Regardless of the type of work you do, every job comes with the inherent risk of injury. Whether you are a construction worker, a laborer operating heavy machinery, a factory employee lifting heavy weights, a warehouse worker operating forklifts or a management analyst with a desk job, there is always the danger of job-related injuries and illnesses. Workers' compensation is designed to provide benefits and care for workers who have been injured on the job. Over the decades, workers' compensation laws have expanded to include not just injuries suffered on the job, but also illnesses caused by conditions at the workplace.
If you have suffered a workplace injury and have questions about benefits, returning to work or concerns about retaliation on the part of your employer, the experienced workers' compensation lawyers at the ODG Law Group can help you better understand your legal rights and options. We will fight hard to protect your rights and help you secure the treatment and benefits you need to recover, heal and move forward. Call us at 818-230-2428 for a no-cost, no-obligation consultation.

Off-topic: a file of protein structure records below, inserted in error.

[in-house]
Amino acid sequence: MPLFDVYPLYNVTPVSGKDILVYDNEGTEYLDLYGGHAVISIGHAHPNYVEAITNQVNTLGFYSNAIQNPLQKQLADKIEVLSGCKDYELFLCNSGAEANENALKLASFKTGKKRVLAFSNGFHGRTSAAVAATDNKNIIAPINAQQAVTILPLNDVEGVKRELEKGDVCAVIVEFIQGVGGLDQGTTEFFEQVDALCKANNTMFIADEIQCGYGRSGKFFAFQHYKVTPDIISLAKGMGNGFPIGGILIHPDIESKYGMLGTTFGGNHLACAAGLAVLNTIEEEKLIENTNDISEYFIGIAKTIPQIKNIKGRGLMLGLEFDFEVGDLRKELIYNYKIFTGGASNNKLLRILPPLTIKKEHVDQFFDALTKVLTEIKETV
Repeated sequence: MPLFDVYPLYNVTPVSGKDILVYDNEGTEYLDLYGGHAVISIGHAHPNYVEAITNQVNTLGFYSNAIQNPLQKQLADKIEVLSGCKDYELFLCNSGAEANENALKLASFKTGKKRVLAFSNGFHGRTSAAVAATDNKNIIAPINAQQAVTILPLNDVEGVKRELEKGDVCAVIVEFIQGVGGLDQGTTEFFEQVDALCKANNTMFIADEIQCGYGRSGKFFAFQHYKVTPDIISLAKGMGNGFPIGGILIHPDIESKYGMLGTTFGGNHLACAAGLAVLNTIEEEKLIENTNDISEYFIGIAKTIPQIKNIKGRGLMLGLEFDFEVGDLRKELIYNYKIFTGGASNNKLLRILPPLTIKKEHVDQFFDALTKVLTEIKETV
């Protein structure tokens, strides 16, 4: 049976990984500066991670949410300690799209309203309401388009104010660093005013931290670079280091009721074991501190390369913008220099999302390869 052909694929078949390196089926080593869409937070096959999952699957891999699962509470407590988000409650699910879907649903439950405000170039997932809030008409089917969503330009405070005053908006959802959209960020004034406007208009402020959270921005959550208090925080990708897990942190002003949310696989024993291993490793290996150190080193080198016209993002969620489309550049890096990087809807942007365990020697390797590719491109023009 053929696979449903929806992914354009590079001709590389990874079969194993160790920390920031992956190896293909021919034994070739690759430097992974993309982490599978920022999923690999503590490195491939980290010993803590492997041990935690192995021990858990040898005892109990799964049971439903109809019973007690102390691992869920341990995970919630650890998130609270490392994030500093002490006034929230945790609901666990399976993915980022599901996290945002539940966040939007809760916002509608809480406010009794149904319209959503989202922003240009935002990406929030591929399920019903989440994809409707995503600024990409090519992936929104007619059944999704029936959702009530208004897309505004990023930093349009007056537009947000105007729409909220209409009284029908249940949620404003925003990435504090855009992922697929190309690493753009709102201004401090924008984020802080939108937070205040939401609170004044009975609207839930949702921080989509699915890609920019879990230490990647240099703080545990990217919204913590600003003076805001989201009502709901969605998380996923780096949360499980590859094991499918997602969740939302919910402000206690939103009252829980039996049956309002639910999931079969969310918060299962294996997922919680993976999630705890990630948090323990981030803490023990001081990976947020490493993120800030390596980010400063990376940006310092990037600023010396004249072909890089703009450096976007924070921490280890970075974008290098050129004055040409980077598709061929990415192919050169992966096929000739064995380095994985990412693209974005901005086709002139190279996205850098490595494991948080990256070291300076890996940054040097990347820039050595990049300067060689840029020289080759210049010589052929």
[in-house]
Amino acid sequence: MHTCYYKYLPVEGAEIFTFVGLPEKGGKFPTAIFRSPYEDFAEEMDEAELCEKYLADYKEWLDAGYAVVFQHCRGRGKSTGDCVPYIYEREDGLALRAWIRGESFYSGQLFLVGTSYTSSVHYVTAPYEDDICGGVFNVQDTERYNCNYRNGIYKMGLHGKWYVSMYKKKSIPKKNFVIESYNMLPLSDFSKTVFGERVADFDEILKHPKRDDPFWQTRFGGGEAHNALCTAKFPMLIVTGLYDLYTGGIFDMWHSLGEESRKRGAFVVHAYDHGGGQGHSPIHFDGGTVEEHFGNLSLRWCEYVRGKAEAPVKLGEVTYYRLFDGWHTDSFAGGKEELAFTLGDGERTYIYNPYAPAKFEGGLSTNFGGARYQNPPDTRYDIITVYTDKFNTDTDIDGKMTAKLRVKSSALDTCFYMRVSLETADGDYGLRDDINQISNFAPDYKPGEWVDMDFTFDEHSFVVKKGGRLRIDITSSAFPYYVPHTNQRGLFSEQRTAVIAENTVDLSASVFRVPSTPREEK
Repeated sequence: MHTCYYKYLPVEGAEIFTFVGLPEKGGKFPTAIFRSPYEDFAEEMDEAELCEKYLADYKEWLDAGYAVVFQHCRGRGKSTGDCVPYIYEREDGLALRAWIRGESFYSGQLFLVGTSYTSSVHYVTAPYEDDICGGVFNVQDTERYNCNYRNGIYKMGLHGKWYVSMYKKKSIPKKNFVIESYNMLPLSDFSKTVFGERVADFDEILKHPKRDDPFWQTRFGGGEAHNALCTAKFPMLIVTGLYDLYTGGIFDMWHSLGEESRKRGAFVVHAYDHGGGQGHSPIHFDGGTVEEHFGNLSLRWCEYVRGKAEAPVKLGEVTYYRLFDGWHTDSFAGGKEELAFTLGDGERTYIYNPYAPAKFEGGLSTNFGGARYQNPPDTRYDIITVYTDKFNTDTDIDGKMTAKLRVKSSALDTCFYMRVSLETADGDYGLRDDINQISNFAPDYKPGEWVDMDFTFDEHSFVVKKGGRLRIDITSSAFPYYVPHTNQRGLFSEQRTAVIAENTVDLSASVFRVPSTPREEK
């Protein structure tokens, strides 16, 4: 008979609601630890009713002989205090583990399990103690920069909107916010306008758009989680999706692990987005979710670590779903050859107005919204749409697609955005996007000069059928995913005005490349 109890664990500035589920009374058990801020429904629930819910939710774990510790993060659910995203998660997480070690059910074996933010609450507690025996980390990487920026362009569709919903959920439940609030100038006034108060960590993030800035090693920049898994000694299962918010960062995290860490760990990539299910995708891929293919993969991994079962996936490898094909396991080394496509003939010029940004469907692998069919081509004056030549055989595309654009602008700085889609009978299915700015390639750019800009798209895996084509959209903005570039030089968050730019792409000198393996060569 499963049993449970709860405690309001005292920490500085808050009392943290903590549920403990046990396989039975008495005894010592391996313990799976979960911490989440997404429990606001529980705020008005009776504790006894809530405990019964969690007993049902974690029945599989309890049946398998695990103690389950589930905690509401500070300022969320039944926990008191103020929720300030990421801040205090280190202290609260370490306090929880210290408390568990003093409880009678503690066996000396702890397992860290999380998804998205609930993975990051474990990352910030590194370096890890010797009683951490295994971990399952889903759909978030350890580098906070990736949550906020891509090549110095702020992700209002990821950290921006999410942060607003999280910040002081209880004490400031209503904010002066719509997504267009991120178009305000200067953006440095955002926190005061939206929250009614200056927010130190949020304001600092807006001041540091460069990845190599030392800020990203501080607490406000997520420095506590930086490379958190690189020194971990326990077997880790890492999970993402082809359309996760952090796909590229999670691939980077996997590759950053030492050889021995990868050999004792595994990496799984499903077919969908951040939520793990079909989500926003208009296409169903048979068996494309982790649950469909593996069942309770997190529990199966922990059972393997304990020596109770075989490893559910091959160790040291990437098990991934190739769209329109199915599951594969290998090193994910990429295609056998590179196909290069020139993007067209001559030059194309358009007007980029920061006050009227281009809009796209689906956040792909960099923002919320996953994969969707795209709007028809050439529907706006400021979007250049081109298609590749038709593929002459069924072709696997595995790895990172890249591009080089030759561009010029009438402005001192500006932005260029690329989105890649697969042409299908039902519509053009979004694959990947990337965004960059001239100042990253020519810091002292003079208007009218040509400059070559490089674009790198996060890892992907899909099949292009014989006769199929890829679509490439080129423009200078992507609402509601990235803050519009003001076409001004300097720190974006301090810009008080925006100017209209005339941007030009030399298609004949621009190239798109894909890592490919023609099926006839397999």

How Does Workers' Compensation Help?
Workers' compensation provides a number of benefits for injured workers including reimbursement of medical expenses, recovery of lost wages and compensation for temporary and permanent disabilities. Depending on the nature and circumstances of your case, workers may also be able to receive vocational retraining to return to the workforce. When workers are killed on the job or die due to an occupational illness, dependents or family members are usually eligible to receive monetary benefits as well. Workers' compensation covers some, but not all, stress-related (psychological) injuries caused by your job.
Knowing Your Rights as an Employee
It is important that workers are aware of their critical rights when it comes to workers' compensation. Some of those rights are as follows:
Employers must provide medical care if you are injured on the job, regardless of whether you miss time from work.
You may be eligible to receive benefits even if you are a temporary or part-time worker.
You may be covered by workers' compensation as an employee even if you are called an "independent contractor."
You do not have to be a legal resident of the United States to receive most workers' compensation benefits. You may be eligible even if you are an undocumented worker.
You can receive benefits regardless of who was at fault for your job-related injury.
It is illegal for your employer to retaliate against you or terminate your employment for filing a workers' compensation claim.
What Workers' Compensation Covers
Some of the benefits covered by workers' compensation includes:
Medical care: This is paid for by your employer's workers' compensation insurance to help you recover from an injury or illness caused by work. This covers expenses such as doctor visits, diagnostics, medicines, equipment, travel, physical therapy and other treatment costs.